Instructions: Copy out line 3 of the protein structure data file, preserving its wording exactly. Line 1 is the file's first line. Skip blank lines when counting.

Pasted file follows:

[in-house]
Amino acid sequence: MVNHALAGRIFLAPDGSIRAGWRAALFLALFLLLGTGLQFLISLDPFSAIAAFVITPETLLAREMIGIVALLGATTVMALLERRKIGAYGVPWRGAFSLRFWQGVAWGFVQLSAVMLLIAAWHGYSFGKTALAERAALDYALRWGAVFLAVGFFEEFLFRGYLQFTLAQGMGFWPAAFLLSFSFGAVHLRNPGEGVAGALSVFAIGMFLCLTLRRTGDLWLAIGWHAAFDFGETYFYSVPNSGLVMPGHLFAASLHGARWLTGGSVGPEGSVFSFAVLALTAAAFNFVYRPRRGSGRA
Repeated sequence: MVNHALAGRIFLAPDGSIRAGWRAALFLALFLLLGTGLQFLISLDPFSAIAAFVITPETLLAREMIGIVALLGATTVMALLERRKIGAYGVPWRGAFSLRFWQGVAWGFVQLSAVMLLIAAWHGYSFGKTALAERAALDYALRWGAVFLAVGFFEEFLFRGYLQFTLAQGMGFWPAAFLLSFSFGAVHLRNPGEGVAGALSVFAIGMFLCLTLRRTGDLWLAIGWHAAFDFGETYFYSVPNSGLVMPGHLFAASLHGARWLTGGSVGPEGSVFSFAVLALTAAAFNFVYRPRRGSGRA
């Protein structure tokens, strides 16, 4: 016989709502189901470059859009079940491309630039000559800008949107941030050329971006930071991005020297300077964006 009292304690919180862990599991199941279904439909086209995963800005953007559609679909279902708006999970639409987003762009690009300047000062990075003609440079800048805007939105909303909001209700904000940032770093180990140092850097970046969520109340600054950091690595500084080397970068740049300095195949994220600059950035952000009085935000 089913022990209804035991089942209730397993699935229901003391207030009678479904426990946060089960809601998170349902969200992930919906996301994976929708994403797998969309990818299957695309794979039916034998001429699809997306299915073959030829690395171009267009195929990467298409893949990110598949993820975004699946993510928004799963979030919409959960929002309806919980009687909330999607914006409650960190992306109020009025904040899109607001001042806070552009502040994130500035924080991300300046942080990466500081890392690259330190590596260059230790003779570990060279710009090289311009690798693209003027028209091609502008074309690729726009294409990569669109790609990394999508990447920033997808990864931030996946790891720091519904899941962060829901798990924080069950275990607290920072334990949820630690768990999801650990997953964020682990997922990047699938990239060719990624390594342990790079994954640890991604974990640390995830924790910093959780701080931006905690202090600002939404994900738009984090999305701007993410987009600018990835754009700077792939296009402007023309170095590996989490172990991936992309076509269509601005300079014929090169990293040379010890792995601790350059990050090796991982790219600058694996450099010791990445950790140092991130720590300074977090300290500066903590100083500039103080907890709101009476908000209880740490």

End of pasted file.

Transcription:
Repeated sequence: MVNHALAGRIFLAPDGSIRAGWRAALFLALFLLLGTGLQFLISLDPFSAIAAFVITPETLLAREMIGIVALLGATTVMALLERRKIGAYGVPWRGAFSLRFWQGVAWGFVQLSAVMLLIAAWHGYSFGKTALAERAALDYALRWGAVFLAVGFFEEFLFRGYLQFTLAQGMGFWPAAFLLSFSFGAVHLRNPGEGVAGALSVFAIGMFLCLTLRRTGDLWLAIGWHAAFDFGETYFYSVPNSGLVMPGHLFAASLHGARWLTGGSVGPEGSVFSFAVLALTAAAFNFVYRPRRGSGRA